Americans Like but Don’t Read the Bible

Bible Study 2 by George Bannister - flickr.com/photos/drgbb/2227885657/

Bible Study 2 by George Bannister – flickr.com/photos/drgbb/2227885657/

Last week LifeWay Research released the results of their latest poll of Americans’ thoughts about and readership of the Bible.  It turns out that overall Americans continue to hold this sacred text in high regard even as readership rates and biblical literacy decline.

Previous research by the American Bible Society found that at least one Bible is present in 87% of American homes.  Also, more than 75% of American homes have an Internet connection they could use to access the Bible online.  Taken together these data points suggest than well over 9 in 10 Americans have easy access to the Bible.

Bible Reading: Key Findings

  • 1 out of 2 (53%) respondents have read little or none of the Bible
  • 1 out of 5 (22%) respondents read a little bit of the Bible each day
  • 1 out of 2 (52%) respondents consider the Bible to be a good source of morals
  • 1 out of 3 (35%) respondents consider the Bible to be life-changing

So What?

The folks at LifeWay clearly believe that more Bible reading is a good thing.  Their comparative analysis of respondents who they characterized as Evangelical (using the NAE LifeWay Research Evangelical Beliefs Research definition) versus those who do not qualify as such show that Evangelicals do, as expected, place a greater emphasis on the Bible.

  • The percentage of Evangelicals who have read the whole Bible is 100% greater than those who are not Evangelical (18% versus 9%)
  • The percentage of Evangelicals who read the Bible on a daily basis is 200%+ greater than those who are not Evangelical (49% versus 16%)
  • The percentage of Evangelicals who view the Bible as life-changing is 210%+ greater than those who are not Evangelical (81% versus 26%)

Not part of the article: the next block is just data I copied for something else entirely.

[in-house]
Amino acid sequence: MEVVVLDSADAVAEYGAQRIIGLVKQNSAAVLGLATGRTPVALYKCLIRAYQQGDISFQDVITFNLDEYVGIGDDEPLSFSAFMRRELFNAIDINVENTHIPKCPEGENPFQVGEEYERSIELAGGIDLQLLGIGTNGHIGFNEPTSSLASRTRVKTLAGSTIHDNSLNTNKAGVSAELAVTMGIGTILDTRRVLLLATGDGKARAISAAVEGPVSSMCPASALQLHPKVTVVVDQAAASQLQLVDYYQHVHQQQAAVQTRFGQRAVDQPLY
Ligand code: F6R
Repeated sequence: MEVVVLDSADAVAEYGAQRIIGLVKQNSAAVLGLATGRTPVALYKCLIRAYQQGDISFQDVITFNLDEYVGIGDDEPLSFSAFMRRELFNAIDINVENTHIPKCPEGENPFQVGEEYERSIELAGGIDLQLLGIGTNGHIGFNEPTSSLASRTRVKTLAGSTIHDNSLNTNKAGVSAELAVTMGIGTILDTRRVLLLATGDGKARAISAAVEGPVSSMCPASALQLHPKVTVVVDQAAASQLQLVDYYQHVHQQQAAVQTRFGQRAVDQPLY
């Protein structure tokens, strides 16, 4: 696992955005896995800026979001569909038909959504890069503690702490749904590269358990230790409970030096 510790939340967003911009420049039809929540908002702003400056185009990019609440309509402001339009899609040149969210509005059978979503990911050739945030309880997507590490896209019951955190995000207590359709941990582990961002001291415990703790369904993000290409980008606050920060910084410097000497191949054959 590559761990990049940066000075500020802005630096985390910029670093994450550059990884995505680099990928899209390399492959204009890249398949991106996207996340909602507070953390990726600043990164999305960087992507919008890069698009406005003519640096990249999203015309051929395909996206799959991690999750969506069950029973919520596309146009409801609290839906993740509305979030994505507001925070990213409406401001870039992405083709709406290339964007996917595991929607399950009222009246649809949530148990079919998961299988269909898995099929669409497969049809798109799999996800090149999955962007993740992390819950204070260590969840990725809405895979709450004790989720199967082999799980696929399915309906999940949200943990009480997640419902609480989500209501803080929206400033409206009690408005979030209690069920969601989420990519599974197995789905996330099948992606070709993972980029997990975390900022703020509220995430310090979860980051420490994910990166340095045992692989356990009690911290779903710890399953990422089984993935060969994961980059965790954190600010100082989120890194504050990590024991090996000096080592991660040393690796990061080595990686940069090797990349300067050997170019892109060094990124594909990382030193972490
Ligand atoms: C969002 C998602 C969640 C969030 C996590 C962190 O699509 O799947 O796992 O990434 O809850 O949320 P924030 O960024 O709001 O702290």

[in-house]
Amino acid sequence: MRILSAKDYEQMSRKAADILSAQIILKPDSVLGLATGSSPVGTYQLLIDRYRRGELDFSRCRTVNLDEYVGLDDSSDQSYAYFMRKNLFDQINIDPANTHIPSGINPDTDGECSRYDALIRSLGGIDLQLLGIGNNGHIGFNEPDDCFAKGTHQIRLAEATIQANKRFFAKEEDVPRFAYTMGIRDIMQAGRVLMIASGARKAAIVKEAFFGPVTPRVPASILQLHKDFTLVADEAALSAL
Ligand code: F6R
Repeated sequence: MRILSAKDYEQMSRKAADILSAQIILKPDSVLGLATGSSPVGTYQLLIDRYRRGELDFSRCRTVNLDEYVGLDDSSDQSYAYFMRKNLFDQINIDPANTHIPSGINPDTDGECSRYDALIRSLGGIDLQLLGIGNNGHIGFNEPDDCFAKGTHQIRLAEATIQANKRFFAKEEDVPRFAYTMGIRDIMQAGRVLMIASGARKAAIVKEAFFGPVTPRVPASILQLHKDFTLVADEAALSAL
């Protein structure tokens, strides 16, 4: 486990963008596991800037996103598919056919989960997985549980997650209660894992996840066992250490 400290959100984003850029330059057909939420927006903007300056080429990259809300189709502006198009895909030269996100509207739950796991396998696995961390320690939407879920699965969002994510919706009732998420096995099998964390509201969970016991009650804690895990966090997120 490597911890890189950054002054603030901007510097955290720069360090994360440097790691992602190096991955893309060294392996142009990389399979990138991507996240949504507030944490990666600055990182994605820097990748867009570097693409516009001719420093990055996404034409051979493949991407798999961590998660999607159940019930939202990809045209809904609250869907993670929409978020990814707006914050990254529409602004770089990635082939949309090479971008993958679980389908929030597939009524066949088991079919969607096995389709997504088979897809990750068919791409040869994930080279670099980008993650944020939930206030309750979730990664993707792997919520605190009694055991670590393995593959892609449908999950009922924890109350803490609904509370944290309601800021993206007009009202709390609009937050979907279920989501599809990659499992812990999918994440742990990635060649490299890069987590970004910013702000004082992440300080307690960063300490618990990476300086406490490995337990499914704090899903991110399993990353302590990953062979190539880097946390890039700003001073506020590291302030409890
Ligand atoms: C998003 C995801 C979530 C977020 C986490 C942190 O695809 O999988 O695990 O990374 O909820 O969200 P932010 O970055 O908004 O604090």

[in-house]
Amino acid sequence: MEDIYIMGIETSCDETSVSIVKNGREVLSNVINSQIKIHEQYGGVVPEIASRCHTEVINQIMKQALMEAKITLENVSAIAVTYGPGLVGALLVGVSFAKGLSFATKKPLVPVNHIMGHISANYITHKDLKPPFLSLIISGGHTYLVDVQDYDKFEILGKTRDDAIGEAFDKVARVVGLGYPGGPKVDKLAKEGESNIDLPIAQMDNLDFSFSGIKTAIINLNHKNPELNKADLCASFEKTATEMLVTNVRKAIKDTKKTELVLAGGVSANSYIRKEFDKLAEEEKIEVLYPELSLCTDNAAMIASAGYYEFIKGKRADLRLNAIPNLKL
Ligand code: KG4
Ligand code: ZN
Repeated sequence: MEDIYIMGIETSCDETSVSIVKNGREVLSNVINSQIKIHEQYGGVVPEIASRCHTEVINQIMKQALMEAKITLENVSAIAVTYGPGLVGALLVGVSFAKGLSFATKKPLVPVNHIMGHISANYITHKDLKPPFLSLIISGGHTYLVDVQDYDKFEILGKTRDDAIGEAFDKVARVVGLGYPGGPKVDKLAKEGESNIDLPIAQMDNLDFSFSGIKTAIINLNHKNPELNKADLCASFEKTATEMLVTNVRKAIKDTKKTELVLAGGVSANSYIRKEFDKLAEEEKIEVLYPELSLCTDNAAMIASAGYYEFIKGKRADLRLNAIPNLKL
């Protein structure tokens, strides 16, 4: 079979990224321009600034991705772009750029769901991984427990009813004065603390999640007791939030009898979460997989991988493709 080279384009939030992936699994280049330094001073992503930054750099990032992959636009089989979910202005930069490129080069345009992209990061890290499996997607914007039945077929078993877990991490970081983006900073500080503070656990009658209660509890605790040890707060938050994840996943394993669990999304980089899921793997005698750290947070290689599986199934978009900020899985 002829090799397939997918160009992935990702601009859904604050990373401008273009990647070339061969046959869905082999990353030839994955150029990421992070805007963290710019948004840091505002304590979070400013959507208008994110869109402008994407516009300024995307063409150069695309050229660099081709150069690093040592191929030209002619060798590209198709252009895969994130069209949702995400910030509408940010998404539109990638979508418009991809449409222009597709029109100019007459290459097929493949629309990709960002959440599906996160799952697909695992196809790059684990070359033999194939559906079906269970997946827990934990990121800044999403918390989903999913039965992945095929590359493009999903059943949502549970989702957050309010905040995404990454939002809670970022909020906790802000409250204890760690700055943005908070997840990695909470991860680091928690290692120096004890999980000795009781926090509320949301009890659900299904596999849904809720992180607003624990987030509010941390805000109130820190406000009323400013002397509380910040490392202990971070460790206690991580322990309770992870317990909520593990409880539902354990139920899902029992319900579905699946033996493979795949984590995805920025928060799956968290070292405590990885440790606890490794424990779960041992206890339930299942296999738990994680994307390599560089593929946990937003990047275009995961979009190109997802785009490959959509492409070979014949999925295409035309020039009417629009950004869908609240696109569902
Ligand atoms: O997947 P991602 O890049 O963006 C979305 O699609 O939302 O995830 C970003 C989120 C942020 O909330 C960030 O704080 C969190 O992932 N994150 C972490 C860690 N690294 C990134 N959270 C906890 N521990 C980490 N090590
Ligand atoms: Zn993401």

For those that follow the Way of Jesus, the Bible is a valid and valuable resource.  How one approaches the Bible and with what frequency should be influenced by and consistent with one’s religious affiliation (Mainline, Evangelical, Agnostic, adherent of a world religion that does not consider the Bible to be a sacred text, etc.) and one’s view of the Bible (actual Word of God, inspired, or book of fables/stories).

In the words of Ronald Hendel, professor of Hebrew Bible and Jewish Studies at the University of California – Berkeley,

. . . it is a book that lies at the heart of western culture, and it still has a claim on us, whether we believe in it or not. We still define ourselves and our world in relation to it. Even if we reject it, we are taking a stand and acknowledging its presence. It’s like the 800 pound gorilla in the middle of the room. You can try to ignore it, but you still have to walk around it.

Take a few minutes to reflect on your own understanding of and interactions with the Bible.

  • How much of the Bible have you read?
  • How often do you read the Bible?
  • What is your view of the Bible (actual Word of God, inspired, or book of fables/stories)?  Has your perspective changed over time? If it has changed, what were key reasons for that change? If it has remained stable, what has contributed to this stability?
  • If you follow the Way of Jesus, which religious group to do you belong to (Mainline, Evangelical, Catholic, etc.)?  How is your view of the Bible informed by this tradition?

 

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